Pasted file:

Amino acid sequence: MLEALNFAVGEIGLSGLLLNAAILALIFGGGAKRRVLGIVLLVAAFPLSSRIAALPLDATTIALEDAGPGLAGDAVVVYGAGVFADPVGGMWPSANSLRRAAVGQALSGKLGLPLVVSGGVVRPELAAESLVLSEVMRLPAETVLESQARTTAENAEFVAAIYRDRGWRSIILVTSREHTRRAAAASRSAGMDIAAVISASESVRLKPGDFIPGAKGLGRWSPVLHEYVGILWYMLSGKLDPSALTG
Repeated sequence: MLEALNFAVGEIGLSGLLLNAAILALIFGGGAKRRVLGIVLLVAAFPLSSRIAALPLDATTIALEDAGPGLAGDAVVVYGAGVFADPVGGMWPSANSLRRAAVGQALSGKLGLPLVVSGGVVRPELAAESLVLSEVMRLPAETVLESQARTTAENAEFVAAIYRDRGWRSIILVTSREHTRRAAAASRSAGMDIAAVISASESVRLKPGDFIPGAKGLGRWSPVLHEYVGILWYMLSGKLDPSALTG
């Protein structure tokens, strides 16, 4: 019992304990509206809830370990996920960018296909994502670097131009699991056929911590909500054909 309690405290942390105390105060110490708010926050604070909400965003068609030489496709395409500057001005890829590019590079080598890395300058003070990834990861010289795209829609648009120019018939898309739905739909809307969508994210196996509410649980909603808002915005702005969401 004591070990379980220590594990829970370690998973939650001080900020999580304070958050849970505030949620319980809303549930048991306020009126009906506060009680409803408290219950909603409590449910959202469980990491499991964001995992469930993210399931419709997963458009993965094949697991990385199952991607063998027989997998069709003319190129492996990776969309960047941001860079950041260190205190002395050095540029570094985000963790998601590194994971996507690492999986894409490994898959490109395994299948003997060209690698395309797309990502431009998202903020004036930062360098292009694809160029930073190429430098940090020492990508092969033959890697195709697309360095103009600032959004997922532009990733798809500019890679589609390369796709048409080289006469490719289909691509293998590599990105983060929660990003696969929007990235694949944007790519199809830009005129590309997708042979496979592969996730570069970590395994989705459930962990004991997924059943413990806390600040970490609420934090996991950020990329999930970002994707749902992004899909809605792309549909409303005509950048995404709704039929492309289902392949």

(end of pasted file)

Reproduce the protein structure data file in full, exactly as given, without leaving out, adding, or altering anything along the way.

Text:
Amino acid sequence: MLEALNFAVGEIGLSGLLLNAAILALIFGGGAKRRVLGIVLLVAAFPLSSRIAALPLDATTIALEDAGPGLAGDAVVVYGAGVFADPVGGMWPSANSLRRAAVGQALSGKLGLPLVVSGGVVRPELAAESLVLSEVMRLPAETVLESQARTTAENAEFVAAIYRDRGWRSIILVTSREHTRRAAAASRSAGMDIAAVISASESVRLKPGDFIPGAKGLGRWSPVLHEYVGILWYMLSGKLDPSALTG
Repeated sequence: MLEALNFAVGEIGLSGLLLNAAILALIFGGGAKRRVLGIVLLVAAFPLSSRIAALPLDATTIALEDAGPGLAGDAVVVYGAGVFADPVGGMWPSANSLRRAAVGQALSGKLGLPLVVSGGVVRPELAAESLVLSEVMRLPAETVLESQARTTAENAEFVAAIYRDRGWRSIILVTSREHTRRAAAASRSAGMDIAAVISASESVRLKPGDFIPGAKGLGRWSPVLHEYVGILWYMLSGKLDPSALTG
């Protein structure tokens, strides 16, 4: 019992304990509206809830370990996920960018296909994502670097131009699991056929911590909500054909 309690405290942390105390105060110490708010926050604070909400965003068609030489496709395409500057001005890829590019590079080598890395300058003070990834990861010289795209829609648009120019018939898309739905739909809307969508994210196996509410649980909603808002915005702005969401 004591070990379980220590594990829970370690998973939650001080900020999580304070958050849970505030949620319980809303549930048991306020009126009906506060009680409803408290219950909603409590449910959202469980990491499991964001995992469930993210399931419709997963458009993965094949697991990385199952991607063998027989997998069709003319190129492996990776969309960047941001860079950041260190205190002395050095540029570094985000963790998601590194994971996507690492999986894409490994898959490109395994299948003997060209690698395309797309990502431009998202903020004036930062360098292009694809160029930073190429430098940090020492990508092969033959890697195709697309360095103009600032959004997922532009990733798809500019890679589609390369796709048409080289006469490719289909691509293998590599990105983060929660990003696969929007990235694949944007790519199809830009005129590309997708042979496979592969996730570069970590395994989705459930962990004991997924059943413990806390600040970490609420934090996991950020990329999930970002994707749902992004899909809605792309549909409303005509950048995404709704039929492309289902392949």